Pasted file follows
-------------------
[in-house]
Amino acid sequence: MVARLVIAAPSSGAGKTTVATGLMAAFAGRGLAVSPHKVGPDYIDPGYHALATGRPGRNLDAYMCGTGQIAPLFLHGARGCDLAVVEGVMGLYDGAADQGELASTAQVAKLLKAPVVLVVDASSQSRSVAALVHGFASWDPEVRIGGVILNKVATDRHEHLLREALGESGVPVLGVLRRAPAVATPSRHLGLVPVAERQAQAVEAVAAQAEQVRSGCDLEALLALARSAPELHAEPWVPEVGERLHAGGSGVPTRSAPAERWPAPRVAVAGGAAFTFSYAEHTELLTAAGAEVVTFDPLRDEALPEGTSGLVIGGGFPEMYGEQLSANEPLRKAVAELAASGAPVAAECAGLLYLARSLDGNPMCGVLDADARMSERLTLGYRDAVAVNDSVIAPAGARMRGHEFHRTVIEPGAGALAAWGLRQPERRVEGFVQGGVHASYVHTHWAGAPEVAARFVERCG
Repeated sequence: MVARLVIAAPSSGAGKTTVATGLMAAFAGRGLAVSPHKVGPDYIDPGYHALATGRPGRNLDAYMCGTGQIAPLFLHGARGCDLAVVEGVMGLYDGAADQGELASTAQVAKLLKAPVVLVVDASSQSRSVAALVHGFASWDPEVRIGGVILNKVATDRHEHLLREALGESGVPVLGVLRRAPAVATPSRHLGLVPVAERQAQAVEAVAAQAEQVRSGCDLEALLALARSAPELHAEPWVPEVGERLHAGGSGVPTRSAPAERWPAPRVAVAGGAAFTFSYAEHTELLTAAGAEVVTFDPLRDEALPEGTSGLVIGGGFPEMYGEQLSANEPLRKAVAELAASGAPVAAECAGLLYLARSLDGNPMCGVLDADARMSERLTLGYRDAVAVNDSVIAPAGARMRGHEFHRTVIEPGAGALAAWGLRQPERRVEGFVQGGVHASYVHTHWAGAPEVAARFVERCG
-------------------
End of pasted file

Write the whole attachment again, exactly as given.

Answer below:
[in-house]
Amino acid sequence: MVARLVIAAPSSGAGKTTVATGLMAAFAGRGLAVSPHKVGPDYIDPGYHALATGRPGRNLDAYMCGTGQIAPLFLHGARGCDLAVVEGVMGLYDGAADQGELASTAQVAKLLKAPVVLVVDASSQSRSVAALVHGFASWDPEVRIGGVILNKVATDRHEHLLREALGESGVPVLGVLRRAPAVATPSRHLGLVPVAERQAQAVEAVAAQAEQVRSGCDLEALLALARSAPELHAEPWVPEVGERLHAGGSGVPTRSAPAERWPAPRVAVAGGAAFTFSYAEHTELLTAAGAEVVTFDPLRDEALPEGTSGLVIGGGFPEMYGEQLSANEPLRKAVAELAASGAPVAAECAGLLYLARSLDGNPMCGVLDADARMSERLTLGYRDAVAVNDSVIAPAGARMRGHEFHRTVIEPGAGALAAWGLRQPERRVEGFVQGGVHASYVHTHWAGAPEVAARFVERCG
Repeated sequence: MVARLVIAAPSSGAGKTTVATGLMAAFAGRGLAVSPHKVGPDYIDPGYHALATGRPGRNLDAYMCGTGQIAPLFLHGARGCDLAVVEGVMGLYDGAADQGELASTAQVAKLLKAPVVLVVDASSQSRSVAALVHGFASWDPEVRIGGVILNKVATDRHEHLLREALGESGVPVLGVLRRAPAVATPSRHLGLVPVAERQAQAVEAVAAQAEQVRSGCDLEALLALARSAPELHAEPWVPEVGERLHAGGSGVPTRSAPAERWPAPRVAVAGGAAFTFSYAEHTELLTAAGAEVVTFDPLRDEALPEGTSGLVIGGGFPEMYGEQLSANEPLRKAVAELAASGAPVAAECAGLLYLARSLDGNPMCGVLDADARMSERLTLGYRDAVAVNDSVIAPAGARMRGHEFHRTVIEPGAGALAAWGLRQPERRVEGFVQGGVHASYVHTHWAGAPEVAARFVERCG